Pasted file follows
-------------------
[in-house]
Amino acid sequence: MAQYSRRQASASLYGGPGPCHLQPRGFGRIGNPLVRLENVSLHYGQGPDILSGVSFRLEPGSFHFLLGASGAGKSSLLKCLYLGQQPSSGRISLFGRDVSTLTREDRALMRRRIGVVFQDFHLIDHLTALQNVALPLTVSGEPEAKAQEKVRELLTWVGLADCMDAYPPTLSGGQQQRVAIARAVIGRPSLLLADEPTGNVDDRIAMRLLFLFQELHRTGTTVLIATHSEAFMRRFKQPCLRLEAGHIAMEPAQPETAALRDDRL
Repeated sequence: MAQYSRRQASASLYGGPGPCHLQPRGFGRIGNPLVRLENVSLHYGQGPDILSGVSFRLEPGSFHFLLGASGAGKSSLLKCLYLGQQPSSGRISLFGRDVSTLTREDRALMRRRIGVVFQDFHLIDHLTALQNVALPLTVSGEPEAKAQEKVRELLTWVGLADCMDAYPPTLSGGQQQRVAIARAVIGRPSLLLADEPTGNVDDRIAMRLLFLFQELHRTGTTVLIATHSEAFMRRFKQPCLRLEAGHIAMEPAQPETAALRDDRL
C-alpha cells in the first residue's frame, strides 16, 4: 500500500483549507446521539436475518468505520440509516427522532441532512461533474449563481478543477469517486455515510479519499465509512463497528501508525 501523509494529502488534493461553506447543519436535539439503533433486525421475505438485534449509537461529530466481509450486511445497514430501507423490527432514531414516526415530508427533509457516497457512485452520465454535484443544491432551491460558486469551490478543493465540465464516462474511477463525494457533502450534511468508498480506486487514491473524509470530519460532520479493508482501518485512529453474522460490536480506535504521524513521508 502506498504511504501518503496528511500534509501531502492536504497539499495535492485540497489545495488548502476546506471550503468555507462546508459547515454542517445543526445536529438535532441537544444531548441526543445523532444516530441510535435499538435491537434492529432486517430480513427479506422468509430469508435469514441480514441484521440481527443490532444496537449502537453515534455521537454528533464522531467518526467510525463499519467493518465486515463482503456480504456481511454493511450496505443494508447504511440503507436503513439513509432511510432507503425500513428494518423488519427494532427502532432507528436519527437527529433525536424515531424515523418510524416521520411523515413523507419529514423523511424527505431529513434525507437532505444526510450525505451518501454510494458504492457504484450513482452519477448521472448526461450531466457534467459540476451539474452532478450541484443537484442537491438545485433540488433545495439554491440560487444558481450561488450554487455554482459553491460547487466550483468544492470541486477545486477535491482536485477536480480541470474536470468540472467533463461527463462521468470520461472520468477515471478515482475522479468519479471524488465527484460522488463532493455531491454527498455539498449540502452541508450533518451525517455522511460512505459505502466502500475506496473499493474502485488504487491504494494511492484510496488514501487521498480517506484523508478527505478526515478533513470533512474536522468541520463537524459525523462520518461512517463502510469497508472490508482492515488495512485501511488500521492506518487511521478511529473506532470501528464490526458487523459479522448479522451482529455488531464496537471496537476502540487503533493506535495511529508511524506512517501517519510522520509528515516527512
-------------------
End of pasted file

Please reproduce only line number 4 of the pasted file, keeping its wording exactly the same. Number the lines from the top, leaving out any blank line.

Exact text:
C-alpha cells in the first residue's frame, strides 16, 4: 500500500483549507446521539436475518468505520440509516427522532441532512461533474449563481478543477469517486455515510479519499465509512463497528501508525 501523509494529502488534493461553506447543519436535539439503533433486525421475505438485534449509537461529530466481509450486511445497514430501507423490527432514531414516526415530508427533509457516497457512485452520465454535484443544491432551491460558486469551490478543493465540465464516462474511477463525494457533502450534511468508498480506486487514491473524509470530519460532520479493508482501518485512529453474522460490536480506535504521524513521508 502506498504511504501518503496528511500534509501531502492536504497539499495535492485540497489545495488548502476546506471550503468555507462546508459547515454542517445543526445536529438535532441537544444531548441526543445523532444516530441510535435499538435491537434492529432486517430480513427479506422468509430469508435469514441480514441484521440481527443490532444496537449502537453515534455521537454528533464522531467518526467510525463499519467493518465486515463482503456480504456481511454493511450496505443494508447504511440503507436503513439513509432511510432507503425500513428494518423488519427494532427502532432507528436519527437527529433525536424515531424515523418510524416521520411523515413523507419529514423523511424527505431529513434525507437532505444526510450525505451518501454510494458504492457504484450513482452519477448521472448526461450531466457534467459540476451539474452532478450541484443537484442537491438545485433540488433545495439554491440560487444558481450561488450554487455554482459553491460547487466550483468544492470541486477545486477535491482536485477536480480541470474536470468540472467533463461527463462521468470520461472520468477515471478515482475522479468519479471524488465527484460522488463532493455531491454527498455539498449540502452541508450533518451525517455522511460512505459505502466502500475506496473499493474502485488504487491504494494511492484510496488514501487521498480517506484523508478527505478526515478533513470533512474536522468541520463537524459525523462520518461512517463502510469497508472490508482492515488495512485501511488500521492506518487511521478511529473506532470501528464490526458487523459479522448479522451482529455488531464496537471496537476502540487503533493506535495511529508511524506512517501517519510522520509528515516527512